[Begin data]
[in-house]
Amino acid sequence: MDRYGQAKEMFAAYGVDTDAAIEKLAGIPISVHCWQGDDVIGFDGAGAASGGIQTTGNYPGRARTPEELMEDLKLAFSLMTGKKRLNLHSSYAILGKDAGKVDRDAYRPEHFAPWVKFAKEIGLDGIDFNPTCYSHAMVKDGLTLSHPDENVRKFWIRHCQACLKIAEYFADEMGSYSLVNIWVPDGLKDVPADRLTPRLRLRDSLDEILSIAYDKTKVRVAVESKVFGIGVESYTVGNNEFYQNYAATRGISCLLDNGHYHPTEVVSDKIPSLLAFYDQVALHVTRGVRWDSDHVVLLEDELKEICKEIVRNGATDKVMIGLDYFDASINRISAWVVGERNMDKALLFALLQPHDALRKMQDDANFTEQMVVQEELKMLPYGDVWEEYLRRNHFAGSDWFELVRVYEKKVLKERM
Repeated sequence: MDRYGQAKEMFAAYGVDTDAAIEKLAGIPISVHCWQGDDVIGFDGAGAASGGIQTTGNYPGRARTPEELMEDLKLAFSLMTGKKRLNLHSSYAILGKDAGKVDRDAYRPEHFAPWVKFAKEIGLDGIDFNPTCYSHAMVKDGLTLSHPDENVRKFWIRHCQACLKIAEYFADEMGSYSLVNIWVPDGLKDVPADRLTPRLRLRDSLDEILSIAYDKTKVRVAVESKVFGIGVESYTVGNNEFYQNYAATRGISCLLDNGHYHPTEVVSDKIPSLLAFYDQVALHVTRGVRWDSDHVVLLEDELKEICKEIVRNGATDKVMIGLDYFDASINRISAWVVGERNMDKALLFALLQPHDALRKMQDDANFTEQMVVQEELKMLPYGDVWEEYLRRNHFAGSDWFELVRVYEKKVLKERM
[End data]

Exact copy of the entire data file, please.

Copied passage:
[in-house]
Amino acid sequence: MDRYGQAKEMFAAYGVDTDAAIEKLAGIPISVHCWQGDDVIGFDGAGAASGGIQTTGNYPGRARTPEELMEDLKLAFSLMTGKKRLNLHSSYAILGKDAGKVDRDAYRPEHFAPWVKFAKEIGLDGIDFNPTCYSHAMVKDGLTLSHPDENVRKFWIRHCQACLKIAEYFADEMGSYSLVNIWVPDGLKDVPADRLTPRLRLRDSLDEILSIAYDKTKVRVAVESKVFGIGVESYTVGNNEFYQNYAATRGISCLLDNGHYHPTEVVSDKIPSLLAFYDQVALHVTRGVRWDSDHVVLLEDELKEICKEIVRNGATDKVMIGLDYFDASINRISAWVVGERNMDKALLFALLQPHDALRKMQDDANFTEQMVVQEELKMLPYGDVWEEYLRRNHFAGSDWFELVRVYEKKVLKERM
Repeated sequence: MDRYGQAKEMFAAYGVDTDAAIEKLAGIPISVHCWQGDDVIGFDGAGAASGGIQTTGNYPGRARTPEELMEDLKLAFSLMTGKKRLNLHSSYAILGKDAGKVDRDAYRPEHFAPWVKFAKEIGLDGIDFNPTCYSHAMVKDGLTLSHPDENVRKFWIRHCQACLKIAEYFADEMGSYSLVNIWVPDGLKDVPADRLTPRLRLRDSLDEILSIAYDKTKVRVAVESKVFGIGVESYTVGNNEFYQNYAATRGISCLLDNGHYHPTEVVSDKIPSLLAFYDQVALHVTRGVRWDSDHVVLLEDELKEICKEIVRNGATDKVMIGLDYFDASINRISAWVVGERNMDKALLFALLQPHDALRKMQDDANFTEQMVVQEELKMLPYGDVWEEYLRRNHFAGSDWFELVRVYEKKVLKERM